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Tue, 04.03.1455

Pedro Niño, Navagator born

Pedro Niño

*The birth of Pedro Niño is celebrated on this date in c. 1455. He was a Black Spanish navigator and explorer.

Pedro Alonso Niño was born in Moguer, Spain he was of mixed heritage of African and Spaniard. He was known as El Negro, and his father was one of the sailors Captured from Elmina. According to The History of Elmina, it was the first African city to trade with the Europeans. He was known as El Negro. He explored the west coast of Africa in his early years.

He piloted the Santa María during Christopher Columbus's first voyage to the Americas in 1492. He accompanied him on his third voyage in 1498 to Trinidad and the mouths of the Orinoco River.

After returning to Spain, Niño made preparations to explore the Indies independently, looking for gold and pearls. Empowered by the Council of Castile to seek out new countries and avoid those already found by Columbus, he committed to giving 20% of his profits to the Spanish Crown. In the company of brothers Luis and Cristóbal de la Guerra, a rich merchant and a pilot, he left San Lucas in May 1499, and after twenty-three days, they arrived at Maracapana.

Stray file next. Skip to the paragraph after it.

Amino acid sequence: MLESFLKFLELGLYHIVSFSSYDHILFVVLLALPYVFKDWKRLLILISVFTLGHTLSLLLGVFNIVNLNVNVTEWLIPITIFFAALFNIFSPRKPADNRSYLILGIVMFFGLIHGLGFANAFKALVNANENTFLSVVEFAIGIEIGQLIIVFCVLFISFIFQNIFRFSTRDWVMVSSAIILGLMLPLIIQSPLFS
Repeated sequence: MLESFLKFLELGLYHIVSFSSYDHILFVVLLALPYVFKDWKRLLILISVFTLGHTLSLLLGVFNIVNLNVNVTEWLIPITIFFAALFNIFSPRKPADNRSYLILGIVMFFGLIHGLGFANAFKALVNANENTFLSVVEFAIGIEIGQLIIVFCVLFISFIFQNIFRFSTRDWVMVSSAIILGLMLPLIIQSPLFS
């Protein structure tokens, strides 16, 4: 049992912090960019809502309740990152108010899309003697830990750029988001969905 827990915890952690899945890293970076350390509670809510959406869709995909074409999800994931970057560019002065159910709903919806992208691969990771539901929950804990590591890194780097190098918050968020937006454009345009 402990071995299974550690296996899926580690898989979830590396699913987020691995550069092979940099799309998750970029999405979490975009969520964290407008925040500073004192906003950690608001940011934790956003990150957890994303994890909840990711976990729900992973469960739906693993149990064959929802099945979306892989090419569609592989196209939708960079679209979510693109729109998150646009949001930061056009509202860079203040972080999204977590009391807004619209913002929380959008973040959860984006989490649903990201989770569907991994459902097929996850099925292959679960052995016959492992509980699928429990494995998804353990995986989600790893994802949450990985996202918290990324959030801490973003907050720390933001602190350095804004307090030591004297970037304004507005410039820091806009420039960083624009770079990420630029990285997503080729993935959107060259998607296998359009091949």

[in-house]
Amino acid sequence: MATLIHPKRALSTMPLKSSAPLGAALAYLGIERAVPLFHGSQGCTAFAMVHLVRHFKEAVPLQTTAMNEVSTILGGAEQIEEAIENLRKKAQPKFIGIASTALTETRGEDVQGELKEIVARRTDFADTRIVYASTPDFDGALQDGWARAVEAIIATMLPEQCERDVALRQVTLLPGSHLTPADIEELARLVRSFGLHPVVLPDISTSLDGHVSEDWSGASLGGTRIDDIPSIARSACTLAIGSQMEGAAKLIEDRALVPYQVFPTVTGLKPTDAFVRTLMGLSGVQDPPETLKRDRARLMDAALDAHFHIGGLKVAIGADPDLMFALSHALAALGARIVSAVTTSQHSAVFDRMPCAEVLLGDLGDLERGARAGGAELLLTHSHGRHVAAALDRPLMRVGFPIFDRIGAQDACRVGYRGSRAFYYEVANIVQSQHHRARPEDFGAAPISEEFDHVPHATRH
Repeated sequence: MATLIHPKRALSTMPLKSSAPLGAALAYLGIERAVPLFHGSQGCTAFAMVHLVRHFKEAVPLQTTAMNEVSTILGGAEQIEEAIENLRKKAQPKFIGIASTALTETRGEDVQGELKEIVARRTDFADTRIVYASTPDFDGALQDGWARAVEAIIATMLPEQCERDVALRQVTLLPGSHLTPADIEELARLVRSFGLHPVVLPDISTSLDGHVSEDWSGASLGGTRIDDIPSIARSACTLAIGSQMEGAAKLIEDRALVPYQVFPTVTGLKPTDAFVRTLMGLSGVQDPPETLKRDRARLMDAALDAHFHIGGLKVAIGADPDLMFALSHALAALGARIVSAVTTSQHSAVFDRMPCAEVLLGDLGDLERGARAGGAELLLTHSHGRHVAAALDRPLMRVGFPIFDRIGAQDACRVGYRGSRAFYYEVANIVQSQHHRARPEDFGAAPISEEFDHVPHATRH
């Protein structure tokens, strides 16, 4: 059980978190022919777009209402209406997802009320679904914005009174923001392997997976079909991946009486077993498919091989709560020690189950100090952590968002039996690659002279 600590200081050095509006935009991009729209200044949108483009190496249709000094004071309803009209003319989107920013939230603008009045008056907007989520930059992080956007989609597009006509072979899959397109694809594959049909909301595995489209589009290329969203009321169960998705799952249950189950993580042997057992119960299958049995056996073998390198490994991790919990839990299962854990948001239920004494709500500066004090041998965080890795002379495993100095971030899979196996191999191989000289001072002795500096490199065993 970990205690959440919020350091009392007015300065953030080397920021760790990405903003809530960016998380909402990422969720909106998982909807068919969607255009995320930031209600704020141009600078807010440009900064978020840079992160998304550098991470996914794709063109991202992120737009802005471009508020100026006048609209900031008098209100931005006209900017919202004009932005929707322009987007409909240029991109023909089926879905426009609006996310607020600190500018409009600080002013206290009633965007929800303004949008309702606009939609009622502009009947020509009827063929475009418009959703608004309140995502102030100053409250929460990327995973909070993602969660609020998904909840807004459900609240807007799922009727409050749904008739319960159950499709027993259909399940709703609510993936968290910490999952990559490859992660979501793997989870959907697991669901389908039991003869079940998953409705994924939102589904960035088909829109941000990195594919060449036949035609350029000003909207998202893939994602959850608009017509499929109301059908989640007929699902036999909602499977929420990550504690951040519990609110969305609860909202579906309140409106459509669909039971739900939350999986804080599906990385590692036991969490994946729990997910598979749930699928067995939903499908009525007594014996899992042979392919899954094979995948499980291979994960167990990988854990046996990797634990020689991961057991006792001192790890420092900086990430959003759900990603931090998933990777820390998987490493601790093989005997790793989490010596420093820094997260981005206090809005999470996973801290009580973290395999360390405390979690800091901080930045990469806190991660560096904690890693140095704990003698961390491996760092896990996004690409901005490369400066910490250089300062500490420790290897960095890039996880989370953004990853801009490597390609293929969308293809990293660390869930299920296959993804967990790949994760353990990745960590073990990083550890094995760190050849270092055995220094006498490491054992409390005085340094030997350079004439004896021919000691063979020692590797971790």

Visiting the islands of Isla Margarita, Coche, and Cubagua, they exchanged objects of little value for numerous pearls before sailing up the coast to Punta Araya, where they discovered salt mines. After just two months, they were back in Bayona, Spain, stocked with wealth. However, they were accused of cheating King Ferdinand II out of his portion of the spoils. Arrested and with his property confiscated, Niño died before the conclusion of his trial. Pedro Alonso Niño died around 1505. There is a monument to Pedro Alonso Niño in the Convent of San Francisco in Moguer, Spain. In 1930, Niño was honored with one of the 33 dioramas at the American Negro Exposition in Chicago.

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Sitting here alone, in peace With my private sadness Bared of the acquirements Of the mind’s eye Vision reversed, upended, Seeing only the holdings Inside the walls of me, Feeling the roots that bind me, To this... PRIVATE SADNESS by Bob Kaufman.
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